Tax leaders in the Minnesota Legislature are preparing legislation that disregards the basic principles of Minnesota’s unique system of regional tax-base sharing — referred to as “fiscal disparities” — wrongly using the tax-base pool to directly subsidize expansion of the Mall of America (MOA).
The Twin Cities fiscal-disparities pool (in place since 1971) supports community stability across the region. Designed to reduce disparities in tax-base wealth between communities by placing up to 40 percent of commercial-industrial tax base into a regional pool, fiscal disparities reduces the need for communities to compete for economic development and encourages amenities that do not provide tax base, such as parks, schools and health care facilities.
Since the Twin Cities fiscal-disparities pool is made up of commercial-industrial tax base from the entire region, the proposal to subsidize MOA inserts state government right into the middle of regional markets for retail, office and hotel property. It is perverse to use the pool this way, because the impact is to force existing retail, office and hotel owners to pay more in property taxes to subsidize their direct competition.
Proponents have not provided evidence that more retail, office and hotel development is so desperately needed that we should raise property taxes on existing businesses to pay for it. To the contrary, office vacancy rates were running at more than 18 percent across the metro area at the end of 2012, according to the Minnesota Chapter of NAIOP, the commercial real-estate development association.
Nor has there been justification offered for one development to enjoy such a large guaranteed subsidy (it could be as high as $200 million in tax base over 20 years) that it bypasses the accountability and risk that other developers routinely face.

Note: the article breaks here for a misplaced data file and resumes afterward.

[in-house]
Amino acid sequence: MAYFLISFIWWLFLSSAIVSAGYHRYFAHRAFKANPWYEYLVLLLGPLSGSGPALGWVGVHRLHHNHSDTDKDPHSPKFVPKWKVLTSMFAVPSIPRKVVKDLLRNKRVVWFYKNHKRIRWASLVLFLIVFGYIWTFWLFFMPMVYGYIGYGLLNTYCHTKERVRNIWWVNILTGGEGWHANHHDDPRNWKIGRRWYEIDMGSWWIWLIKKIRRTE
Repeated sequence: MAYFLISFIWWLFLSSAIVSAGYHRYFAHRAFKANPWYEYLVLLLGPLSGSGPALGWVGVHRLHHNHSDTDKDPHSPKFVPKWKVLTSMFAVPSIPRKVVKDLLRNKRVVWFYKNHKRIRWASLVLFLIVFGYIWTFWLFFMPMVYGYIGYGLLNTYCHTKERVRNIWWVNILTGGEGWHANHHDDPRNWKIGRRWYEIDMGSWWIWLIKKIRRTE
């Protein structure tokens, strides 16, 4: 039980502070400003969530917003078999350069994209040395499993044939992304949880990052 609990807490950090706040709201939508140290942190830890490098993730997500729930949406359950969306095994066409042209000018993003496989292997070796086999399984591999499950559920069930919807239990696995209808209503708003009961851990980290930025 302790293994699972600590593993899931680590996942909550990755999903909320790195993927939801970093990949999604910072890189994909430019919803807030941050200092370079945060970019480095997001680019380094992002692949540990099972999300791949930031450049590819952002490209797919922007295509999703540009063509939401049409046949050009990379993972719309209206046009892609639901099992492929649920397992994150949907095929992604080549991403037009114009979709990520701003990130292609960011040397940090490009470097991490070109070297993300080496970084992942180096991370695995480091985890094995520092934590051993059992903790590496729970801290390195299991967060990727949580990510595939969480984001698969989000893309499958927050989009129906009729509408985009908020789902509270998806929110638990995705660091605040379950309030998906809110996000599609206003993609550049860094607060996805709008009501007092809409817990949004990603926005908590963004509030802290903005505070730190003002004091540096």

The case proponents have made is that Bloomington (through MOA) deserves this subsidy because Bloomington’s wealth of commercial-industrial property has made it the largest net contributor to the fiscal-disparities pool over the years. According to this type of thinking, Bloomington is the biggest “loser” under fiscal disparities.
The argument reveals a fundamental misunderstanding. The fiscal-disparities pool does not choose who the regional winners and losers are. It simply identifies who they are, then distributes tax base so that big “winners” win a little less and big “losers” lose a little less. Many in the middle stay about the same.
The idea that Bloomington is a regional “loser” is backwards. The reason that Bloomington is a large net contributor to the fiscal disparities pool is because it is a huge regional “winner.”
Bloomington’s geographic location put it in ideal proximity to develop large amounts of commercial-industrial tax base relative to its population. Bloomington, however, did not create the regional centers along the river, the airport, Interstates 494 and 35W, or state Hwys. 5 and 77. Yet these are precisely the factors that set the stage for its extraordinary commercial-industrial tax base growth.
Bloomington has certainly contributed to keeping the region strong. Yet there is no evidence that it suffers from undue budgetary stress or high property taxes due to fiscal disparities.
The Citizens League’s most recent homeowner property tax survey in 2008 showed that Bloomington ranked 67th out of 117 metro communities in effective tax rate on homeowners and did much better than its neighbor Richfield, which ranked 37th. Bloomington ranked ninth out of 12 among similar large metro cities.
This is evidence that fiscal disparities is working well, not that it needs reform, and certainly not that we should violate the very principles on which it has operated for more than 40 years. If the fiscal-disparities pool is used to fund MOA, we will have started down the path of choosing regional winners and losers through the very mechanism that was designed to reduce competition and bring our region together.
Setting such a precedent with a pool of tax base that currently stands at about $390 million could have damaging effects for years to come.
Bob DeBoer is a project director for the Citizens League.